Archive Results For: Shipwrecks

The Wreck of HMS Sceptre and the Danish warship Oldenborg in Table Bay on 5 November 1799

By Søren Nørby

During a hurricane off Cape Town on 5 November 1799, the Royal Navy ship of the line HMS Sceptre was driven ashore and wrecked with the loss more than two-thirds of its crew. Just a few hundred metres from where Sceptre was lost, lay the Danish ship of the line Oldenborg. The two 64-gun ships […] Read More

Filed under: Atlantic | Other (Eighteenth C) | Shipwrecks
Subjects include: Lifesaving & Coastguard

Book Review-‘Breaking Seas, Broken Ships: People, shipwrecks and Britain 1854–2007’ by I. Friel,

By Innes McCartney

This new book by Ian Friel is a follow-on from his earlier Britain and the Ocean Road, which through eight chapters loosely based around shipwrecks explored Britain’s maritime history up to 1825. This new volume continues the same thread up to the modern day. Readers familiar with Britain and the Ocean Road will instantly recognize […] Read More

Filed under: Shipwrecks
Subjects include: Manpower & Life at Sea

Notes:Pieter Adriaensz Blanckert: Another survivor of the Liefde’s voyage to Japan

By Gabor Szommer

When the arrival of the first Dutch ship in Japan, the Liefde, in 1600 is examined in the historical literature, one survivor tends to overshadow the rest of the crew, William Adams. Although information about Adams’s early years is very limited, new books about him are published regularly, adding little, if anything, to our knowledge […] Read More

Filed under: Shipwrecks | Pacific
Subjects include: Biography

Book Review-‘Britain and the Ocean Road: Shipwrecks and people, 1297–1825’ by I. Friel, Pen

By Jack Pink

Britain’s maritime history is often studied by looking at events on the large scale. Friel’s book does something different. This book tells the individual stories of eight different ships, through which we can get a snapshot of events spanning just over 500 years. This is the first of two volumes employing this approach, with the […] Read More

Filed under: Other (Early Modern) | Other (Nineteenth C) | Shipwrecks
Subjects include: Archaeology | Manpower & Life at Sea

Book Review-‘Catastrophe at Spithead: The sinking of the ‘Royal George’’ by H. L. Rubinstein

By John M. Bingeman

Hilary Rubinstein’s in-depth research has successfully collated all the relevant information to explain why the 100-gun Royal George should have foundered on 29 August 1782 while at anchor between Portsmouth and the Isle of Wight. Certainly, to the many witnesses it was beyond belief that she could just disappear with only her mast visible in […] Read More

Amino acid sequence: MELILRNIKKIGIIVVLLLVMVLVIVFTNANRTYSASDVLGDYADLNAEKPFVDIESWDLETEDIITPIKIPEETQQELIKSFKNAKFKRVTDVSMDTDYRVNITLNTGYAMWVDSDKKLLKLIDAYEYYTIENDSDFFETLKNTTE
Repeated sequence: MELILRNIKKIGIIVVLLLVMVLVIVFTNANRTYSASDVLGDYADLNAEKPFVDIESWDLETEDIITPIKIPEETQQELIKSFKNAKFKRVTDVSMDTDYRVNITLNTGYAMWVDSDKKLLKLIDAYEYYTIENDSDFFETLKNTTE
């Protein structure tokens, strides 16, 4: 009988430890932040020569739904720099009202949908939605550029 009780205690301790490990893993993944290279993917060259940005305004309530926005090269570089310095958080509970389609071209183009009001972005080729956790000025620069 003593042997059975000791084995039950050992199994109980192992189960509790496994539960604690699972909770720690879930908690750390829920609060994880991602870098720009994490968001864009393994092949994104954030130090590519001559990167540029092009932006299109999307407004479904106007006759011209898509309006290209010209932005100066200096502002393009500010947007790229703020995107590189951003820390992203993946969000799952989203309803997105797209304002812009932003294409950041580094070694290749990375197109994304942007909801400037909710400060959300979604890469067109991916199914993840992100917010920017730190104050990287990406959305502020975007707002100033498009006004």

Filed under: English Channel | Shipwrecks
Subjects include: Miscellaneous

Book Review-‘Down Amongst the Black Gang: The world and workplace of RMS ‘Titanic’ ’s stokers’ by R. P. Kerbrech

By Peter Goodwin

Subjectively the Titanic remains a much hackneyed travesty of maritime disaster research. However, this book is delightfully refreshing, and singularly conjures up the below decks world of the engineers who drove the palatial leviathan ships that plied the Atlantic run. The study is well written, and you can feel and smell the grime, dust and […] Read More

Filed under: Atlantic | Other (Twentieth C) | Shipwrecks
Subjects include: Manpower & Life at Sea | Ocean Liners & Passenger Craft

Book Review – ‘Titanic: A fresh look at the evidence by a former Chief Inspector of Marine Accidents’ by John Lang

By David Gleicher

For readers beginning to be interested in the events of Titanic – presented without the trace of either a literary or antiquarian purpose (just the facts ma’am, just the facts) – they could do much worse than John Lang’s book, though it certainly has its flaws. In a lengthy preface Lang spells out a central conceit […] Read More

Filed under: Location | Atlantic | Twentieth Century | Shipwrecks
Subjects include: Historic Vessels, Museums & Restoration | Ocean Liners & Passenger Craft

Book Review-‘1545: Who sank the ‘Mary Rose’? ‘by P. Marsden

By Fred Hocker

One of the questions asked of any shipwreck, whether a recent tragedy or an archaeological find, is why it did sink? Very often the real question being asked is, who is at fault? Modern accident investigation techniques focus on identifying all of the contributing factors to an air crash or ship sinking, such as technical […] Read More

Filed under: Tudors | English Channel | Shipwrecks
Subjects include: Archaeology | Historic Vessels, Museums & Restoration

Book Review-‘The Last Days of the High Seas Fleet: From mutiny to Scapa Flow’ by N. Jellico

By Eric Grove

Nicholas Jellicoe is the grandson of Admiral of the Fleet Lord Jellicoe. Over the last few years he has thrown himself with great enthusiasm into the naval history of the First World War and his grandfather’s major role in it. I met him in Blackpool eight years ago to give him advice on launching his […] Read More

Filed under: WW1 | North Sea | Shipwrecks
Subjects include: Navies

The Final Weeks of Service and Wreck of PS Comet, 1820

By Tony Dalton

PS Comet, Europe’s first commercial steamship, launched in 1812, was rebuilt to new dimensions in 1819 with improved machinery, and wrecked in 1820. These facts are known, but not very much accurate detail exists about its wrecking. Many books and articles on the Comet repeat the same basic information, in some cases with minor variations and ambiguities which […] Read More

Filed under: Nineteenth Century | Other (Nineteenth C) | Shipwrecks
Subjects include: Merchant Marines | Ocean Liners & Passenger Craft | Shipbuilding & Design

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